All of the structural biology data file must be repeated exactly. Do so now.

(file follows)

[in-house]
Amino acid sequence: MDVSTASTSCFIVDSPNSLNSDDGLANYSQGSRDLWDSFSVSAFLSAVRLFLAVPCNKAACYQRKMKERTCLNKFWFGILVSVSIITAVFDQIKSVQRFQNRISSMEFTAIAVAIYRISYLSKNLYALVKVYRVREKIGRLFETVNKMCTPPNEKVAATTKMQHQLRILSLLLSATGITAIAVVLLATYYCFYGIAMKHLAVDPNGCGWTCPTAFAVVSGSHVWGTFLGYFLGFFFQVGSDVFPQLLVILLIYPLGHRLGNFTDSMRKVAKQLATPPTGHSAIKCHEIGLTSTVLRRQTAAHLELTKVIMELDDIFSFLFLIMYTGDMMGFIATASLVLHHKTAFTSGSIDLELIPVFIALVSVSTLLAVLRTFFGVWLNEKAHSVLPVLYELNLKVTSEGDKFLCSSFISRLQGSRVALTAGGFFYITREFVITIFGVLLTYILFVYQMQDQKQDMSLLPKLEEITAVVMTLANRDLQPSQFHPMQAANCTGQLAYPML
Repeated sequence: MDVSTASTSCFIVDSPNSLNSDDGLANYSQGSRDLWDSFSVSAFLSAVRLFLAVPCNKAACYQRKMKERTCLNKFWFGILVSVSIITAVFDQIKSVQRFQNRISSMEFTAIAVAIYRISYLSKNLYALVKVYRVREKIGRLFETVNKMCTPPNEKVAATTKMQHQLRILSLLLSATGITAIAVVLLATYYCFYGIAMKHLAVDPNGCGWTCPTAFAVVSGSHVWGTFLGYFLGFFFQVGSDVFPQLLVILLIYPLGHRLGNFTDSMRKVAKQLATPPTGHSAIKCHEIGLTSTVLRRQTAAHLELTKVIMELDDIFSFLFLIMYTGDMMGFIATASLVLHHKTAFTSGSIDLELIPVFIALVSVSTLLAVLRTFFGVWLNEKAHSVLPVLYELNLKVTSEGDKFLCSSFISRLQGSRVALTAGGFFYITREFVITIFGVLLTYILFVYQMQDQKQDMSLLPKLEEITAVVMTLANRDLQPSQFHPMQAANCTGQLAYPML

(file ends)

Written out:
[in-house]
Amino acid sequence: MDVSTASTSCFIVDSPNSLNSDDGLANYSQGSRDLWDSFSVSAFLSAVRLFLAVPCNKAACYQRKMKERTCLNKFWFGILVSVSIITAVFDQIKSVQRFQNRISSMEFTAIAVAIYRISYLSKNLYALVKVYRVREKIGRLFETVNKMCTPPNEKVAATTKMQHQLRILSLLLSATGITAIAVVLLATYYCFYGIAMKHLAVDPNGCGWTCPTAFAVVSGSHVWGTFLGYFLGFFFQVGSDVFPQLLVILLIYPLGHRLGNFTDSMRKVAKQLATPPTGHSAIKCHEIGLTSTVLRRQTAAHLELTKVIMELDDIFSFLFLIMYTGDMMGFIATASLVLHHKTAFTSGSIDLELIPVFIALVSVSTLLAVLRTFFGVWLNEKAHSVLPVLYELNLKVTSEGDKFLCSSFISRLQGSRVALTAGGFFYITREFVITIFGVLLTYILFVYQMQDQKQDMSLLPKLEEITAVVMTLANRDLQPSQFHPMQAANCTGQLAYPML
Repeated sequence: MDVSTASTSCFIVDSPNSLNSDDGLANYSQGSRDLWDSFSVSAFLSAVRLFLAVPCNKAACYQRKMKERTCLNKFWFGILVSVSIITAVFDQIKSVQRFQNRISSMEFTAIAVAIYRISYLSKNLYALVKVYRVREKIGRLFETVNKMCTPPNEKVAATTKMQHQLRILSLLLSATGITAIAVVLLATYYCFYGIAMKHLAVDPNGCGWTCPTAFAVVSGSHVWGTFLGYFLGFFFQVGSDVFPQLLVILLIYPLGHRLGNFTDSMRKVAKQLATPPTGHSAIKCHEIGLTSTVLRRQTAAHLELTKVIMELDDIFSFLFLIMYTGDMMGFIATASLVLHHKTAFTSGSIDLELIPVFIALVSVSTLLAVLRTFFGVWLNEKAHSVLPVLYELNLKVTSEGDKFLCSSFISRLQGSRVALTAGGFFYITREFVITIFGVLLTYILFVYQMQDQKQDMSLLPKLEEITAVVMTLANRDLQPSQFHPMQAANCTGQLAYPML